Still, Snyder acknowledged the more than 300 same-sex weddings that took place on Saturday were legally valid.
“After comprehensive legal review of state law and all recent court rulings, we have concluded that same-sex couples were legally married at county clerk offices in the time period between U.S. District Judge [Friedman’s] ruling and the Sixth U. S. Circuit Court of Appeals temporary stay of that ruling,” Snyder said in a statement.
But Snyder continued the state will suspend benefits afforded to the couples “in accordance with the law” until the stay on the weddings from the U.S. Sixth Circuit Court of Appeals is lifted.
“Because the stay brings Michigan law on this issue back into effect, the rights tied to these marriages are suspended until the stay is lifted or Judge Friedman’s decision is upheld on appeal,” Snyder said.
Same-sex couples obtained marriage licenses over the weekend in Ingham, Washtenaw, Muskegon and Oakland counties after a district court ruled the state’s ban on same-sex marriage was unconstitutional. Snyder and Michigan Attorney Bill Schuette appealed the ruling to Sixth Circuit and asked judges to halt the weddings with a stay, which was granted Tuesday.
A spokesperson for the American Civil Liberties Union of Michigan, which reportedly had threatened to sue if the Michigan doesn’t recognize the same-sex marriages, said Wednesday the organization is looking at options.
“As a matter of law and fundamental fairness, the state is obligated to extend all the rights and responsibilities that flow from marriage to the more than 300 couples married this weekend,” Rana Elmir said. “Doing anything less violates our laws, treats legally married gay and lesbian couples like second-class citizens, and adds to the confusion and instability these loving families have had to endure. We will continue to explore legal options on behalf of these couples and encourage those who have been denied the benefits of marriage to contact us.”
But Elmir said her organization is pleased that Snyder said the unions are legally valid because that “opens the door” for federal recognition of the marriages. She said the Obama adminstration should “absolutely” recognize the unions because “there is no doubt that these marriages are valid.”
The question still lingers over whether the federal government will recognize the same-sex marriages performed in Michigan. In Utah, when a district court ruling enabled 1,300 same-sex couples to wed before a stay was instituted by the U.S. Supreme Court, Gov. Gary Herbert said his state won’t recognize the unions, but U.S. Attorney General Eric Attorney said they’re valid in the eyes of the Obama administration.
Allison Price, a Justice Department spokesperson, said her earlier comment that the Obama administration is “closely monitoring the situation” still stands as of Wednesday afternoon.
Speaking with reporters on Wednesday, Snyder refused to articulate his position on same-sex marriage, saying he’s focused on jobs and the economy.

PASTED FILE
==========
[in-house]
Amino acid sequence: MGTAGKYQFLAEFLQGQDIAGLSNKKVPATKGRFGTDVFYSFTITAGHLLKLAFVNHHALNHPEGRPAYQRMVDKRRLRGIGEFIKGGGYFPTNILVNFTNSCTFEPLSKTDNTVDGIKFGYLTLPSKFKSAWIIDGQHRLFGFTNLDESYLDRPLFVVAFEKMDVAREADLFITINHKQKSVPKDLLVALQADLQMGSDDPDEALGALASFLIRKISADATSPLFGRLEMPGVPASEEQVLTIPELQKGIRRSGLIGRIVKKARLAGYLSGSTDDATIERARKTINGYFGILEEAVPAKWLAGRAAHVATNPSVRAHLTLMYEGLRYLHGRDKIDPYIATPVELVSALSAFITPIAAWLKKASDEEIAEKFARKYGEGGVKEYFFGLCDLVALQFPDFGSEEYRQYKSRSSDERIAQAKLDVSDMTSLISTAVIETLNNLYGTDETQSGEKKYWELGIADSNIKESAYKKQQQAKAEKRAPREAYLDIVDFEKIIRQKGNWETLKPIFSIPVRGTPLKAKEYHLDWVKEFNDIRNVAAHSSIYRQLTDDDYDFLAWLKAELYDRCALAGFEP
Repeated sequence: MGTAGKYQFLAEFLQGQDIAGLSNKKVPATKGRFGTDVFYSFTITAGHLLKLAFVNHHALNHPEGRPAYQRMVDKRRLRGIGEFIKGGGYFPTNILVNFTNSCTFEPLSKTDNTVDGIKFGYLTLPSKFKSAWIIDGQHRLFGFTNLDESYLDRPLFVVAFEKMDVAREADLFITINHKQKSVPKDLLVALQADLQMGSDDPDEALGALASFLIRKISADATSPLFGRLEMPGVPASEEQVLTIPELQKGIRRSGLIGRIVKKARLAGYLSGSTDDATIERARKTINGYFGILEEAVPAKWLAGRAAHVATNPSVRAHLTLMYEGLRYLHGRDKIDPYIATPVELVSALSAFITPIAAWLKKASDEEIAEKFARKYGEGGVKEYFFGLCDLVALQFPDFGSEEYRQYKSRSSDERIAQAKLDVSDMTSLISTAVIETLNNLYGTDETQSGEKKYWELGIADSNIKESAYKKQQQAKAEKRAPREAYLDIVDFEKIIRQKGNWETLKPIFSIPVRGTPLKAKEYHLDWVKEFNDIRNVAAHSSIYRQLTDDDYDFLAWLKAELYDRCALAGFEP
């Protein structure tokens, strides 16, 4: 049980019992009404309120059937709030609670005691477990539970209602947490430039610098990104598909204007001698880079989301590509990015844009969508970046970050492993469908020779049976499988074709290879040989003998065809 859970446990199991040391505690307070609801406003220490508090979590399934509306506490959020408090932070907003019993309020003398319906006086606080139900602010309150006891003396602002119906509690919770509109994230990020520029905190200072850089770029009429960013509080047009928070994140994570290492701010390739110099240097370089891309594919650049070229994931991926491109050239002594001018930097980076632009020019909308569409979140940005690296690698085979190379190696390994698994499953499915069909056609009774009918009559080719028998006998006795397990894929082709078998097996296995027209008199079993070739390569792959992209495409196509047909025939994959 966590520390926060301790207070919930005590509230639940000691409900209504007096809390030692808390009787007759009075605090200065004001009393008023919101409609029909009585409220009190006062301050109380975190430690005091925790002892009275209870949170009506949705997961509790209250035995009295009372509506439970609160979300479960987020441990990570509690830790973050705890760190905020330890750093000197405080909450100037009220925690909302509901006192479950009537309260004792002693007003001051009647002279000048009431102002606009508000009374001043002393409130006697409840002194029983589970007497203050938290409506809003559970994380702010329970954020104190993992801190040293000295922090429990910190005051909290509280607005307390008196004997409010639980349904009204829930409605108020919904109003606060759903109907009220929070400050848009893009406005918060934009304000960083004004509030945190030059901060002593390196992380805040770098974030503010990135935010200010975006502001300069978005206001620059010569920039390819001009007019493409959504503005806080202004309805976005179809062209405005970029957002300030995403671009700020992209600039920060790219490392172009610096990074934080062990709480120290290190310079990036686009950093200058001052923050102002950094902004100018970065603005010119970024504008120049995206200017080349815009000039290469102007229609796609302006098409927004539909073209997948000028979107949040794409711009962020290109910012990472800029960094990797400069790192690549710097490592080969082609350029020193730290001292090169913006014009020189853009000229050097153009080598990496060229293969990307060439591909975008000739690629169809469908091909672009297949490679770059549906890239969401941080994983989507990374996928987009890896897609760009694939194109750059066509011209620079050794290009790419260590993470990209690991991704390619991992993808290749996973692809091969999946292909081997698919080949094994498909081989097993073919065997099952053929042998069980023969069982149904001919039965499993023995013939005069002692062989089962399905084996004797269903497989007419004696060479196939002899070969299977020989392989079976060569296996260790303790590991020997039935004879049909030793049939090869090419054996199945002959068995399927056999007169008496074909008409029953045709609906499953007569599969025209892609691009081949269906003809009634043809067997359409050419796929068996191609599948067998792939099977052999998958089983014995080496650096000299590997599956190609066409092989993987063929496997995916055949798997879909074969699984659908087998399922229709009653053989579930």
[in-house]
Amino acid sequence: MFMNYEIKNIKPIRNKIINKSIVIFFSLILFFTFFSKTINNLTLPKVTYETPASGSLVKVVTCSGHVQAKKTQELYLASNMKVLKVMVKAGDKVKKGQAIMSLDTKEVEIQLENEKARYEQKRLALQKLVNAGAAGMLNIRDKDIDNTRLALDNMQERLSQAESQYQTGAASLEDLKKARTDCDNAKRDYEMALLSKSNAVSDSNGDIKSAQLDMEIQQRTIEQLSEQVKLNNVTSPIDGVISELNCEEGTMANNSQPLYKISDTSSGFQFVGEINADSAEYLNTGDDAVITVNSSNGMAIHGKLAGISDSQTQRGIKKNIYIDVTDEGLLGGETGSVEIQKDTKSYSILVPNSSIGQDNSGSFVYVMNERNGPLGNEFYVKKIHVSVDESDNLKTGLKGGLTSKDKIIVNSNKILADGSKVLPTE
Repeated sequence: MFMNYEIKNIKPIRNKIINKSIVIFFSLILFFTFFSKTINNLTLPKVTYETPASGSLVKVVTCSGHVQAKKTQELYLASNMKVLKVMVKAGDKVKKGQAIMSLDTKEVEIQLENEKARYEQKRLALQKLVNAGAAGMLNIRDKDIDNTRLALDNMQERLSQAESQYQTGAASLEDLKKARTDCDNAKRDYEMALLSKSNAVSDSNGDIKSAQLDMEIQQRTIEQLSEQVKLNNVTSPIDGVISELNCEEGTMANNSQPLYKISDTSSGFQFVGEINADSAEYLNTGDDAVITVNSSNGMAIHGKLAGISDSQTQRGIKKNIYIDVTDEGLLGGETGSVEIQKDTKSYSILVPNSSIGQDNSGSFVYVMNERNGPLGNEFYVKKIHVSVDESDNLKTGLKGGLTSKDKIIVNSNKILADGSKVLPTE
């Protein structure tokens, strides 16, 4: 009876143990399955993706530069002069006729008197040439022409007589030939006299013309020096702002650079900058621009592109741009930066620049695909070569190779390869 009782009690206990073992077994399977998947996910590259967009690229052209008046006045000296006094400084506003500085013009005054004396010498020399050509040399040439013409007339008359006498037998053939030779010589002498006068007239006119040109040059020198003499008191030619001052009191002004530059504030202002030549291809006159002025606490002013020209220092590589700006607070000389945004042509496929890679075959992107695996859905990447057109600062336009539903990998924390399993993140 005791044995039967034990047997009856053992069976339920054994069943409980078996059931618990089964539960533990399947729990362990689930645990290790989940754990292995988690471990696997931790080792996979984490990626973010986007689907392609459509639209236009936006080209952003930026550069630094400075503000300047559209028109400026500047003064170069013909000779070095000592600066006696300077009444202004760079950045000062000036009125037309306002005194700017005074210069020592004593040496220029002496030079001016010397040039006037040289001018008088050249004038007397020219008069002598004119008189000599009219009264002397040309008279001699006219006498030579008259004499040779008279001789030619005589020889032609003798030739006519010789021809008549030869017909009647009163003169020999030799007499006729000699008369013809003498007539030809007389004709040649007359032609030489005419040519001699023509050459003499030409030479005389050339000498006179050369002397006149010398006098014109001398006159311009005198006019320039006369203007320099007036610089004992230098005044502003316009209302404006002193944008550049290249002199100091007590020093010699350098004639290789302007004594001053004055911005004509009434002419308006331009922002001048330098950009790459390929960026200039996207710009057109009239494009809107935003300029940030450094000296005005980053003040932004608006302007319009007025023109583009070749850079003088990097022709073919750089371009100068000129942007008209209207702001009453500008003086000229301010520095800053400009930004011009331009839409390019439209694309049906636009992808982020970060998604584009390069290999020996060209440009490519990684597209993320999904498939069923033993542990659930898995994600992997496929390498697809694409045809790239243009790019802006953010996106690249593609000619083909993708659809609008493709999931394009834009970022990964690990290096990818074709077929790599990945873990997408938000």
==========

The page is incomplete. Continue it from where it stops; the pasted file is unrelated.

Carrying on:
“I’m not going to go back and rehash a sentence in one debate from four years ago,” Snyder said. “I’ve been focused on jobs, it’s my main message, and I’m staying consistent with that.”
According to Crain’s Detroit Business, Snyder told reporters on Wednesday that his office had to make legal decision on whether the marriages were valid on his own because Schuette didn’t respond to a request to meet.
“We did our own research,” Snyder was quoted as saying. “We believe this is the appropriate position to take.”
Joy Yearout, a Schuette spokesperson, responded to the report to the Washington Blade by saying the governor and the attorney general often speak, but those discussions are kept under wraps.
“The Department of Attorney General and the Governor’s office talk all the time,” Yearout said. “Those conversations are confidential. The Governor’s written statement speaks for itself, and as the Attorney General has said all along, these issues will ultimately be sorted out by the courts, just as they have in other states. The sooner these questions are answered, the better.”
Yearout didn’t respond to a follow-up question on whether she denies Snyder’s comments that Schuette never followed up on a request to meet about the same-sex marriages.
Snyder makes his announcement as his pursues re-election in a 2014 gubernatorial election where Democrat Mark Schauer will be his likely challenger in the general election.
Rep. Dan Kildee (D-Mich.) was among the Democrats criticizing Snyder for his decision not to recognize the unions in the aftermath of the announcement.
“Today Governor Rick Snyder double downed on ambivalence,” Kildee said. “As a leader, you either support equality for all loving couples or you don’t. It’s that simple. This is not a complicated question. Governor, do you support equality for all Michiganders? Or is that not on your agenda?”
Emily Dievendorf, executive director of the statewide LGBT group, Equality Michigan, also took aims at Snyder, saying she finds his actions “despicable.”
“Equality Michigan finds it despicable that a Governor claiming to stand for families, children, and the economy would side with his out-of-touch Attorney General and continue this wasteful crusade to harm Michigan families,” Dievendorf said. “The DeBoer-Rowse family and their legal team will continue to defend our families in court, and the efforts by people like East Lansing Mayor Nathan Triplett and Ingham County Clerk Barb Byrum to get the government to recognize these marriages will not be forgotten. Equality Michigan calls on the Governor to end the second-class treatment of LGBT families in Michigan and the executive branch’s attack on marriage equality.”
CORRECTION: An initial version of this article misspelled Rep. Dan Kildee’s name and said he was criticizing Mark Schauer. The Blade regrets the error.